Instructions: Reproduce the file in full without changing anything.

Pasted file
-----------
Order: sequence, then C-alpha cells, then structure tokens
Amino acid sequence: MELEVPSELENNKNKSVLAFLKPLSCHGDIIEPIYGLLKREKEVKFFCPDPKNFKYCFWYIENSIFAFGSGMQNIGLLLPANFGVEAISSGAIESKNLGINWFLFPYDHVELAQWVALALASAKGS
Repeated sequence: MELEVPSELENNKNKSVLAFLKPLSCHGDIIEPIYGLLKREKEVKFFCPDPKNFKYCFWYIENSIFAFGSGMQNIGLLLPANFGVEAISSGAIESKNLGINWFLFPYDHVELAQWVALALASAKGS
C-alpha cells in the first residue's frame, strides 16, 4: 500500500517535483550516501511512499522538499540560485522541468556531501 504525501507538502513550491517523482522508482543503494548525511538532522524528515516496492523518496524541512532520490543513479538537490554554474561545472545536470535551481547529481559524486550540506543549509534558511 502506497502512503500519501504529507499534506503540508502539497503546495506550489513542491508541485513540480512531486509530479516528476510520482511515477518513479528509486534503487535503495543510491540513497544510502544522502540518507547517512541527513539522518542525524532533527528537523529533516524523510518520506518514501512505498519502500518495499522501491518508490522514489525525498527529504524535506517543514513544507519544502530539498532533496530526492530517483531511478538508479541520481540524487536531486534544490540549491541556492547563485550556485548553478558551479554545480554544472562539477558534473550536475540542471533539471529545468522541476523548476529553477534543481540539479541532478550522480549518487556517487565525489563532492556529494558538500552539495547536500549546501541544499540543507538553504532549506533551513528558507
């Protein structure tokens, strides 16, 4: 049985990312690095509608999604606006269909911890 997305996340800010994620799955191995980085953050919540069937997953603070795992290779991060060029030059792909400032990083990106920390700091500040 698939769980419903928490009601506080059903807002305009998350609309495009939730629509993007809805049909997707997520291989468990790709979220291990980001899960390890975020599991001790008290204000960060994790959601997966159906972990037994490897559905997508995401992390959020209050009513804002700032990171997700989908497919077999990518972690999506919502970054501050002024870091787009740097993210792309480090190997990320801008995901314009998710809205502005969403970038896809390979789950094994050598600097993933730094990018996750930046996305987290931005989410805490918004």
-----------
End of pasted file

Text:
Order: sequence, then C-alpha cells, then structure tokens
Amino acid sequence: MELEVPSELENNKNKSVLAFLKPLSCHGDIIEPIYGLLKREKEVKFFCPDPKNFKYCFWYIENSIFAFGSGMQNIGLLLPANFGVEAISSGAIESKNLGINWFLFPYDHVELAQWVALALASAKGS
Repeated sequence: MELEVPSELENNKNKSVLAFLKPLSCHGDIIEPIYGLLKREKEVKFFCPDPKNFKYCFWYIENSIFAFGSGMQNIGLLLPANFGVEAISSGAIESKNLGINWFLFPYDHVELAQWVALALASAKGS
C-alpha cells in the first residue's frame, strides 16, 4: 500500500517535483550516501511512499522538499540560485522541468556531501 504525501507538502513550491517523482522508482543503494548525511538532522524528515516496492523518496524541512532520490543513479538537490554554474561545472545536470535551481547529481559524486550540506543549509534558511 502506497502512503500519501504529507499534506503540508502539497503546495506550489513542491508541485513540480512531486509530479516528476510520482511515477518513479528509486534503487535503495543510491540513497544510502544522502540518507547517512541527513539522518542525524532533527528537523529533516524523510518520506518514501512505498519502500518495499522501491518508490522514489525525498527529504524535506517543514513544507519544502530539498532533496530526492530517483531511478538508479541520481540524487536531486534544490540549491541556492547563485550556485548553478558551479554545480554544472562539477558534473550536475540542471533539471529545468522541476523548476529553477534543481540539479541532478550522480549518487556517487565525489563532492556529494558538500552539495547536500549546501541544499540543507538553504532549506533551513528558507
């Protein structure tokens, strides 16, 4: 049985990312690095509608999604606006269909911890 997305996340800010994620799955191995980085953050919540069937997953603070795992290779991060060029030059792909400032990083990106920390700091500040 698939769980419903928490009601506080059903807002305009998350609309495009939730629509993007809805049909997707997520291989468990790709979220291990980001899960390890975020599991001790008290204000960060994790959601997966159906972990037994490897559905997508995401992390959020209050009513804002700032990171997700989908497919077999990518972690999506919502970054501050002024870091787009740097993210792309480090190997990320801008995901314009998710809205502005969403970038896809390979789950094994050598600097993933730094990018996750930046996305987290931005989410805490918004």